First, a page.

Resignation of 34 employees since January, health insurance savings among reasons, officials say.

Juneau School District administrators and board members review the updated budget for the current fiscal year during a Board of Education meeting Tuesday night at Juneau-Douglas High School: Yadaa.at Kalé. (Mark Sabbatini / Juneau Empire)
Students leave the Marie Drake Building, which houses local alternative education offerings including the HomeBRIDGE correspondence program, on April 4. (Mark Sabbatini / Juneau Empire file photo)

Educators and lawmakers trying to determine impacts, next steps of ruling denying state funds for homeschoolers

“Everybody wants to make sure there’s a way to continue supporting homeschool families,” Kiehl says.

Students leave the Marie Drake Building, which houses local alternative education offerings including the HomeBRIDGE correspondence program, on April 4. (Mark Sabbatini / Juneau Empire file photo)
Gov. Mike Dunleavy tells reporters that he needs to see lawmakers pass his reforms before he allows a permanent increase to funding for schools on Tuesday. (Claire Stremple/Alaska Beacon)

Alaskans support increased education funding, reforms, according to Dunleavy poll

Majority of those polled say they think “change and reform” are key to improving Alaska’s test scores.

Gov. Mike Dunleavy tells reporters that he needs to see lawmakers pass his reforms before he allows a permanent increase to funding for schools on Tuesday. (Claire Stremple/Alaska Beacon)
Juneau-Douglas High School: Yadaa.at Kalé students, along with a handful of state legislators and staff members, march from the school to the Alaska State Capitol on Thursday morning to protest lawmakers who earlier this year rejected an increase in the state’s funding formula for public schools. (Mark Sabbatini / Juneau Empire)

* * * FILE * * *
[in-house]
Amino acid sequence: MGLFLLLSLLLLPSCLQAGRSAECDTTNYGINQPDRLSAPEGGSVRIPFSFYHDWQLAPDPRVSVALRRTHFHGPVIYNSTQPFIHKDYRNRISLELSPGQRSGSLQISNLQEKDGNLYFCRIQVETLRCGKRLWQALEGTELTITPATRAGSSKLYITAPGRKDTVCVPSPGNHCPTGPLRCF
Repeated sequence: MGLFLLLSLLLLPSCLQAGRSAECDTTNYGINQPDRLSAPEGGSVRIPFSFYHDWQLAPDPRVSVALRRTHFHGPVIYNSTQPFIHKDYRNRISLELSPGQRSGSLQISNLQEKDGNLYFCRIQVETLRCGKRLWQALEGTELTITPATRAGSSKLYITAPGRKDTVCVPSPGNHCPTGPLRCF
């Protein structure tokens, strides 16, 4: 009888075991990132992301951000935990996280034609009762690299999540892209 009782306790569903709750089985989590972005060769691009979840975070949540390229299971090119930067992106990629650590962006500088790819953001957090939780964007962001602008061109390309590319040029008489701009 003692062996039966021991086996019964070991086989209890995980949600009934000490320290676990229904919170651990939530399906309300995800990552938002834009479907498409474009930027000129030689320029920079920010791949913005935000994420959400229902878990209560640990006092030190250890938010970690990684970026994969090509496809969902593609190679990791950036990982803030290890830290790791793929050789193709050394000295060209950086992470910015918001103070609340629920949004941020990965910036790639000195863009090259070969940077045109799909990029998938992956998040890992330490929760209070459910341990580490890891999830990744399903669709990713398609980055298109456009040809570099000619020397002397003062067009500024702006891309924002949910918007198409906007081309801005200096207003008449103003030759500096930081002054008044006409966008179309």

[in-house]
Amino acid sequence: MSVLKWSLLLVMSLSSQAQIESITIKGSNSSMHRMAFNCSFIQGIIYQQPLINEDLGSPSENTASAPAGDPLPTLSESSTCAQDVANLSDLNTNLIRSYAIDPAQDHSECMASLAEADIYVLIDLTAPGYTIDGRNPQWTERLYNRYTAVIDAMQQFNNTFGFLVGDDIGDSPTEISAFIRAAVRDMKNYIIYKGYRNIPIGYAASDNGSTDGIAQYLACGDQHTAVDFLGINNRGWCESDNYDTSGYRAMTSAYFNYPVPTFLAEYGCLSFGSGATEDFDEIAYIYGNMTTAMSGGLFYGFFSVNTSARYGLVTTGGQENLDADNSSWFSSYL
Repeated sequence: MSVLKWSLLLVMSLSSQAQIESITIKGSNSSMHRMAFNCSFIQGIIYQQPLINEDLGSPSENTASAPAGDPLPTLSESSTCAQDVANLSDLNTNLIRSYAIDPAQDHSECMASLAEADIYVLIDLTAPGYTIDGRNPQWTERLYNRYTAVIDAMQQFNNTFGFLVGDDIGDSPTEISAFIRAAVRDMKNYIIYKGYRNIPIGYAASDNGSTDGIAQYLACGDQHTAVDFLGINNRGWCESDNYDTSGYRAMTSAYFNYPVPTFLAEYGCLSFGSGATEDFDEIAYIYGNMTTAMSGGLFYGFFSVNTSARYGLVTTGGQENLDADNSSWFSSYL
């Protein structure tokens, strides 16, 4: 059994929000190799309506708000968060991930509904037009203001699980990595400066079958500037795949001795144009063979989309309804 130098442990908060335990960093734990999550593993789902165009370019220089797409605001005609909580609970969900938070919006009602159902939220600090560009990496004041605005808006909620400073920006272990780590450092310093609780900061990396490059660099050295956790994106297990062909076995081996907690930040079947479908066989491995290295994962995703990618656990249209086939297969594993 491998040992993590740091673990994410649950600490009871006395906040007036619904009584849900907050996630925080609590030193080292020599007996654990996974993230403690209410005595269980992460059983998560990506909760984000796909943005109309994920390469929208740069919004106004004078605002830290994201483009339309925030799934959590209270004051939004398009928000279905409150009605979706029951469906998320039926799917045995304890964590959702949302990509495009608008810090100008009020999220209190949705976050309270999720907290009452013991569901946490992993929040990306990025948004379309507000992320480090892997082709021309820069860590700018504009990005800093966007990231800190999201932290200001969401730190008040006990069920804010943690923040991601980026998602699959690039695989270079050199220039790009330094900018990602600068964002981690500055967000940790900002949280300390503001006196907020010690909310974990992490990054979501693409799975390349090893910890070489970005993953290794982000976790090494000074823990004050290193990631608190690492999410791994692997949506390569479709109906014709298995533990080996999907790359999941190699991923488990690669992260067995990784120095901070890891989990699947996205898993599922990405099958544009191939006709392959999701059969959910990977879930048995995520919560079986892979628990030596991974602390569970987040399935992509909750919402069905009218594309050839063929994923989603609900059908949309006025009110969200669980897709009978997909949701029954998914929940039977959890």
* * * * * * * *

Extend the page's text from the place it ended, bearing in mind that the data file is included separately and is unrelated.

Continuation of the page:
Juneau students take statewide protest for more education funding into the Capitol

Scores of students march from JDHS to the offices of the governor and other lawmakers.

Juneau-Douglas High School: Yadaa.at Kalé students, along with a handful of state legislators and staff members, march from the school to the Alaska State Capitol on Thursday morning to protest lawmakers who earlier this year rejected an increase in the state’s funding formula for public schools. (Mark Sabbatini / Juneau Empire)
Alaska Department of Education and Early Development Commissioner Deena Bishop and Gov. Mike Dunleavy discuss his veto of an education bill during a press conference March 15 at the Alaska State Capitol. (Mark Sabbatini / Juneau Empire file photo)

State owes nearly $30 million to four school districts, including Juneau, federal government says

Juneau’s share is just under $200,000; biggest amounts are $16.6M for Anchorage and $9.7M for Kenai.

Alaska Department of Education and Early Development Commissioner Deena Bishop and Gov. Mike Dunleavy discuss his veto of an education bill during a press conference March 15 at the Alaska State Capitol. (Mark Sabbatini / Juneau Empire file photo)
Alaska Department of Education and Early Development Commissioner Deena Bishop and Gov. Mike Dunleavy discuss his veto of an education bill during a press conference Friday at the Alaska State Capitol. (Mark Sabbatini / Juneau Empire file photo)
Alaska Department of Education and Early Development Commissioner Deena Bishop and Gov. Mike Dunleavy discuss his veto of an education bill during a press conference Friday at the Alaska State Capitol. (Mark Sabbatini / Juneau Empire file photo)
Gov. Mike Dunleavy discusses his veto of a wide-ranging education bill during a press conference Friday at the Alaska State Capitol. (Mark Sabbatini / Juneau Empire)

Veto override vote on education bill expected to have consequences — and no assurance of extra funds

Retaliation by governor, fractured relationships within Legislature on other issues among concerns.

Gov. Mike Dunleavy discusses his veto of a wide-ranging education bill during a press conference Friday at the Alaska State Capitol. (Mark Sabbatini / Juneau Empire)